Thursday, August 27, 2015

Book Review + 6th Grader's Reactions: Escape from Mr. Lemoncello’s Library by Chris Grabenstein

..and why it made my student’s summer homework a success!
Escape from Mr. Lemoncello's Library by Chris Grabenstein
Source: Paperback gifted
My rating: 3 of 5 stars :star :star :star
Publisher: Yearling
Date of Publication: June 24, 2014

Charlie and the Chocolate Factory meets A Night in the Museum in this action-packed New York Times Bestseller from Chris Grabenstein, coauthor of I Funny, Treasure Hunters and other bestselling series with James Patterson!Kyle Keeley is the class clown and a huge fan of all games—board games, word games, and particularly video games. His hero, Luigi Lemoncello, the most notorious and creative gamemaker in the world, just so happens to be the genius behind the construction of the new town library. Lucky Kyle wins a coveted spot as one of twelve kids invited for an overnight sleepover in the library, hosted by Mr. Lemoncello and riddled with lots and lots of games. But when morning comes, the doors stay locked. Kyle and the other kids must solve every clue and figure out every secret puzzle to find the hidden escape route!

My Review

This was a really cute story. I read this with my student during the summer and she really liked it (more about that later). It feels like a major win too because she dislikes reading. Despite it having some cheesy parts, I did like it. Kind of guilty how much I liked it, despite its cheesiness. I would actually read the other book by this author. My student wants to as well, so I would say I am so glad I put this one on the list. I can't even really see why it's geared towards boys, as I didn't get that vibe at all, even though the MC was a boy. Then again, maybe it's just that boys are reading it and liking it too? I’m not sure.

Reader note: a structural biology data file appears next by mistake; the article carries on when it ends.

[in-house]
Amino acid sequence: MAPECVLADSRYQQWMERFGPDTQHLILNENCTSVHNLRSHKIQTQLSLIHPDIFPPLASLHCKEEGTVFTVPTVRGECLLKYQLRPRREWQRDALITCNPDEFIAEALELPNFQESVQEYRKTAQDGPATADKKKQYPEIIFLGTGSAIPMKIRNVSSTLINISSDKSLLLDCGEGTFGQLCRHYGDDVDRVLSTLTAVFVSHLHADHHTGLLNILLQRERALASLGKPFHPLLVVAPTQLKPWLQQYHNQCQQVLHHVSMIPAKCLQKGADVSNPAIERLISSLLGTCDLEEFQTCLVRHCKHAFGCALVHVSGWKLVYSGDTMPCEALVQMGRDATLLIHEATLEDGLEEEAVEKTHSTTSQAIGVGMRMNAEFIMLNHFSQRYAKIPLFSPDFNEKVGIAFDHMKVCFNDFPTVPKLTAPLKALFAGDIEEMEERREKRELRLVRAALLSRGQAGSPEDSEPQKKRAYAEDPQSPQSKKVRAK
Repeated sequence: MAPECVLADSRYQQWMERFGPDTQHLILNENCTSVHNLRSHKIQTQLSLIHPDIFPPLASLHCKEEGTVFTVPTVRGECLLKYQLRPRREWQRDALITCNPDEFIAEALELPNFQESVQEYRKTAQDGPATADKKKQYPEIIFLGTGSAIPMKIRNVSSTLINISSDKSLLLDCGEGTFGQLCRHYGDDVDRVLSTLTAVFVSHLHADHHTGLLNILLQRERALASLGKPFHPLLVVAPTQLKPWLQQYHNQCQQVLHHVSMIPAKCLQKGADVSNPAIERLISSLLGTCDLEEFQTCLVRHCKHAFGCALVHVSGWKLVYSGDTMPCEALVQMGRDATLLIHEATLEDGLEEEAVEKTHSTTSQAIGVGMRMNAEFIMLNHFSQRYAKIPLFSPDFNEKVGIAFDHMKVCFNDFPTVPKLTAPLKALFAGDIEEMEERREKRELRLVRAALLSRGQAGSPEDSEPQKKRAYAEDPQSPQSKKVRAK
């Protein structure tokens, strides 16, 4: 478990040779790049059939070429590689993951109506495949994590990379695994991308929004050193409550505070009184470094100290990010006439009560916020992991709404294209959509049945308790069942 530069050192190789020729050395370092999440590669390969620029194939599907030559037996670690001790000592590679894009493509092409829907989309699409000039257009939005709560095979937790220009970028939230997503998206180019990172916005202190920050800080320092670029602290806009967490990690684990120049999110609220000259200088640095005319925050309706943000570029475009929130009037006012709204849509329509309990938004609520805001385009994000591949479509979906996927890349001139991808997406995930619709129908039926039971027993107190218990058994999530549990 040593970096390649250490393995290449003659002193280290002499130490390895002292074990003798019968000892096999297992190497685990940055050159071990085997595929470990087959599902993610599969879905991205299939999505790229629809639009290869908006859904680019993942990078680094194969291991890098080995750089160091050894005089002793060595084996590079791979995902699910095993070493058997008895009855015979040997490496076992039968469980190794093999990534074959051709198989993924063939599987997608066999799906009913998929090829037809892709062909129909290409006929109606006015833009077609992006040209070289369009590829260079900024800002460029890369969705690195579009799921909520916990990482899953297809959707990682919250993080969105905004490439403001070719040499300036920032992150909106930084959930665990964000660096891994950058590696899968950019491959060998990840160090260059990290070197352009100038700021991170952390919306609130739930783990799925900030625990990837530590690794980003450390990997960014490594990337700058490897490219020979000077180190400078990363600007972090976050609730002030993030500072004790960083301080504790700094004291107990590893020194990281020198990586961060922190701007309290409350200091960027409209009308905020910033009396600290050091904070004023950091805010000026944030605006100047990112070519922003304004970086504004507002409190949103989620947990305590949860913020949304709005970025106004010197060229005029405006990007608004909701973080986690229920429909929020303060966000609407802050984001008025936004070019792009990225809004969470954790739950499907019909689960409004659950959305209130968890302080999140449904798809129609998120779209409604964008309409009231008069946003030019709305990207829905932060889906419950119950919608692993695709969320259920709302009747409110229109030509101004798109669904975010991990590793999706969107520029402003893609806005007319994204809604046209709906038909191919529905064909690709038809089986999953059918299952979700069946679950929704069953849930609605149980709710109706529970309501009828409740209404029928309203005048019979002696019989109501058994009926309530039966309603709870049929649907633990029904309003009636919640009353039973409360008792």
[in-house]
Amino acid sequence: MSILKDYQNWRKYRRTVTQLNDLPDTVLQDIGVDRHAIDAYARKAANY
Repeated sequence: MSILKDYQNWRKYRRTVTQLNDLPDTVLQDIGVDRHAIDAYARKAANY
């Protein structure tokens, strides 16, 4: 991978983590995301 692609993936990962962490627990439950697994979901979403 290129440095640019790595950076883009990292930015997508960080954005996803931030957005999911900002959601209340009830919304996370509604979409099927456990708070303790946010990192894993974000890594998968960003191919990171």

All I know is that my student, a 6th grade girl, absolutely loved it. She wrote an excellent book report on it (I am her tutor, by the way, in case you were wondering) and I just feel like it really did add to what I took from the story (her enjoyment). I have to mention a few of her points too, as far as her feedback because I feel like it’s not only valid (or at least, in my opinion) but that it’s always great to hear from middle grade readers about what THEY think of the particular middle grade book. Especially if it’s a bestseller. I always wonder, for any genre, when a book is a bestseller why the demographic who it’s marketed toward likes it / picks it up in the first place / likes it (or doesn’t).

I know some of you are reading this because you’re interested in reading the book yourself or maybe for your son/daughter or even a student! I found a whole thing online about all these different people in education and the whole discussion of : WHAT SHOULD I RECOMMEND TO THE KIDS TO READ THIS _____ (summer // winter // road trip // etc)?

I get it. It’s a thing. It’s a big deal. Very few students are actually avid readers (in summer, especially). But let me just tell you that as a book blogger it was even difficult for ME. (ok, admittedly this was due to an overwhelming amount of options even for a student as picky as the one I have). But still, lol.